The first model was for clinicians who were not trained to read knee MR images but wanted to know if the ACL was torn. For this purpose, we first trained a CNN model to differentiate between torn-ACL, intact-ACL, and other images from complete MR images of the knee. The sagittal MR images of torn and intact ACL from 800 cases and the images from 200 complete knee MR images (the torn- and intact-ACL images were extracted), regarded as other images, were used to train and validate the model (). Cases containing intact-ACL images or both intact- and torn-ACL images were regarded as intact-ACL cases, and cases containing torn-ACL images only were regarded as tear cases. This is similar to the strategy often used by some readers; if an intact-ACL image could be identified among complete MR images, then it might indicate that there is less probability of a torn ACL. Instead, if an intact ACL could not be found when examining the knee MRI of a patient, it would be indicative of a torn ACL.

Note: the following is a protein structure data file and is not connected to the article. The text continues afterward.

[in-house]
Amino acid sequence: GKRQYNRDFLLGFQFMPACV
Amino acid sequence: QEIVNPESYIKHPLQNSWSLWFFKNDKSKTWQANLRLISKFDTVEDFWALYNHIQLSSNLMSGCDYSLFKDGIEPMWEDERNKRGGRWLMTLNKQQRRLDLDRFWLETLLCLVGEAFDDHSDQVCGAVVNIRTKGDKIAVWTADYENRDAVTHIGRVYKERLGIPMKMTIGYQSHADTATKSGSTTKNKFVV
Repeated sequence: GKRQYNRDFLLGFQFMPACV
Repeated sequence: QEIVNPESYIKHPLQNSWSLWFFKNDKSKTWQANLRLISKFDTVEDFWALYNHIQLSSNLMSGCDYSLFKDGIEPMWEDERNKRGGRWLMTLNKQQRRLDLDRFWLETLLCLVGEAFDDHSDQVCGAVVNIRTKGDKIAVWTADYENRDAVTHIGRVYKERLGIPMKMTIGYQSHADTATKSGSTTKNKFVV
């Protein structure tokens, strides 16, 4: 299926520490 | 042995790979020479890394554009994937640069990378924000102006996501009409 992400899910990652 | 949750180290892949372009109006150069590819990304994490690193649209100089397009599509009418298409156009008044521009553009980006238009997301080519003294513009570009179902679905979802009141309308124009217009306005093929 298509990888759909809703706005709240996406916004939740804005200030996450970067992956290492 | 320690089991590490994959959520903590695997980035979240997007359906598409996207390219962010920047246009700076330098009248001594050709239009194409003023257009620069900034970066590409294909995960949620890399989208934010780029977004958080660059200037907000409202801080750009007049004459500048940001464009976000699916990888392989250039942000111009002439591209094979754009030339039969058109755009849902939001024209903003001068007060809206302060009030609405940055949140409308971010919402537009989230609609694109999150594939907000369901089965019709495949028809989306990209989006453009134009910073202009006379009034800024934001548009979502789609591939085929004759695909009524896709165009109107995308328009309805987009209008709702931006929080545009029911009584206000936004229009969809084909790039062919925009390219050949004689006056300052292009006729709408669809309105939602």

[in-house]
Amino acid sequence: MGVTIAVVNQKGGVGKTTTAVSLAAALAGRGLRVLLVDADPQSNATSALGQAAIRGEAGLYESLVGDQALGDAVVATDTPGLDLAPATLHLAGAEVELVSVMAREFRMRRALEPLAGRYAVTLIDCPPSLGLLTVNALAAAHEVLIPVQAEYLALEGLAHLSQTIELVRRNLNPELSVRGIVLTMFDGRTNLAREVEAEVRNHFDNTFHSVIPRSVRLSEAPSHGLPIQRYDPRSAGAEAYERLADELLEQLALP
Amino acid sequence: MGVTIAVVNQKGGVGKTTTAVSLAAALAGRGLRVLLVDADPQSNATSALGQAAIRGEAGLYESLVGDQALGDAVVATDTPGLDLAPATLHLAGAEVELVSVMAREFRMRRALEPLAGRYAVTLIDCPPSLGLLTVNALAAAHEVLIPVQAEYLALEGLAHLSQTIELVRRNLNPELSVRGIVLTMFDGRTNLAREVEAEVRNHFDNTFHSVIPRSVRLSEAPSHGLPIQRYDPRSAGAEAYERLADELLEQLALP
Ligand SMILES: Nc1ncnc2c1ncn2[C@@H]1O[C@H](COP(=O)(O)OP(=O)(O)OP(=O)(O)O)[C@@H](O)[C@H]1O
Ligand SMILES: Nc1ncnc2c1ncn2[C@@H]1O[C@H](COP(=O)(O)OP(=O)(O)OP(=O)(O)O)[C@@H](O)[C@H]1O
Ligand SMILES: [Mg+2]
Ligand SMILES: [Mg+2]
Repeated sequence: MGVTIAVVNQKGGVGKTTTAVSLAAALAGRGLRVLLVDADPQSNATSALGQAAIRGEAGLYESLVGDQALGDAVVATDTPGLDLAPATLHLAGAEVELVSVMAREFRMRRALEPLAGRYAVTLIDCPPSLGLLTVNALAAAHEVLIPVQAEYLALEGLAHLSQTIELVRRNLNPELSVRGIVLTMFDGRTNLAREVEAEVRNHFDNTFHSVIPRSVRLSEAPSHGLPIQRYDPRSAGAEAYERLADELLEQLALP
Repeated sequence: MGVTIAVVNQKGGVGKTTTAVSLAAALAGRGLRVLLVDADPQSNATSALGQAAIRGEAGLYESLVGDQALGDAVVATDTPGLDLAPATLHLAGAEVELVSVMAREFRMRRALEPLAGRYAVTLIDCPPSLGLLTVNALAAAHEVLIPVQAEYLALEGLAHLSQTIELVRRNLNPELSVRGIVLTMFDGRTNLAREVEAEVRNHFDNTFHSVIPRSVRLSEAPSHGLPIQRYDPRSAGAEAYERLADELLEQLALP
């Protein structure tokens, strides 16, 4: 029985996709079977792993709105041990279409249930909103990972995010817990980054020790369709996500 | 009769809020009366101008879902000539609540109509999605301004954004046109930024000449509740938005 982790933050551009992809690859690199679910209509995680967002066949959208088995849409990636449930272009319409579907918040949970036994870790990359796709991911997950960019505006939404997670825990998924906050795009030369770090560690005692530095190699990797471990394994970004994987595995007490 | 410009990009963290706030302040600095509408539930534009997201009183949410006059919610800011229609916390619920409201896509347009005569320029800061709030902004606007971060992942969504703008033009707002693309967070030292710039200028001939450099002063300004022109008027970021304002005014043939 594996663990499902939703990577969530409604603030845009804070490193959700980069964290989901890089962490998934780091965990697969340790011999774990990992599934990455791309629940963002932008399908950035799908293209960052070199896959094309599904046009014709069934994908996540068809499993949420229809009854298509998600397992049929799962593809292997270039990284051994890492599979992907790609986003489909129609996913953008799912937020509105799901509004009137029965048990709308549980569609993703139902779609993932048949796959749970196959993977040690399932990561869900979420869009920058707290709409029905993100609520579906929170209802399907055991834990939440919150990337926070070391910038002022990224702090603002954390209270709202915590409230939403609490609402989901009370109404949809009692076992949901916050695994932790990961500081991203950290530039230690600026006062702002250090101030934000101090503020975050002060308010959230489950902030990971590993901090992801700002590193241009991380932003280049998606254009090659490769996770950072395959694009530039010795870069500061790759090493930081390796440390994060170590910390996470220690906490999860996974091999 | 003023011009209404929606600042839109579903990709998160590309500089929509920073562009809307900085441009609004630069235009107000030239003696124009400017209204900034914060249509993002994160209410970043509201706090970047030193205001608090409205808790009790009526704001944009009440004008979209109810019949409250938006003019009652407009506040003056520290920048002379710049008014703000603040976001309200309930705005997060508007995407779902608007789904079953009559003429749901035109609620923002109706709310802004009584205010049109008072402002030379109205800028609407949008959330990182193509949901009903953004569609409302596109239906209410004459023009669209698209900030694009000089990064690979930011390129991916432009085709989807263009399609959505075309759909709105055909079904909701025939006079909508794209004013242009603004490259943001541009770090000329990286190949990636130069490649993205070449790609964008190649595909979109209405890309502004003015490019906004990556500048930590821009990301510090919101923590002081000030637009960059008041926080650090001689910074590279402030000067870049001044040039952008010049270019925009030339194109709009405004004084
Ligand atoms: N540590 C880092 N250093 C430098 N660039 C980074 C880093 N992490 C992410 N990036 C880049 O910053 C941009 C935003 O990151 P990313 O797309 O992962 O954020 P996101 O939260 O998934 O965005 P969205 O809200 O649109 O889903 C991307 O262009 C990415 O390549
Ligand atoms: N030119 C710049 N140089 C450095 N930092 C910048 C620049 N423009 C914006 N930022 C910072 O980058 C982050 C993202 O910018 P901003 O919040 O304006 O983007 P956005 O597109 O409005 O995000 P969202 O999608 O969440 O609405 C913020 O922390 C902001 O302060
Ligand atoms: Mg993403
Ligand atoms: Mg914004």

As the first model did not provide information for identifying torn-ACL images, a second model was developed to identify them from complete MR images that had been diagnosed as ACL-tear case from the first model. Thus, the second model was intended for personnel who needed advanced information on torn-ACL images after obtaining the ACL-tear results. For this purpose, torn-ACL images and other images from 100 ACL-tear cases in the training set were used for training and validation ().
The third model was used to differentiate between torn-ACL and intact-ACL images from the selected MR images. This model was used by more experienced readers who were able to identify the sagittal images that contained ACLs but needed assistance in making the correct diagnosis. For this purpose, the sagittal MR images of torn and intact ACLs were included for training purposes ().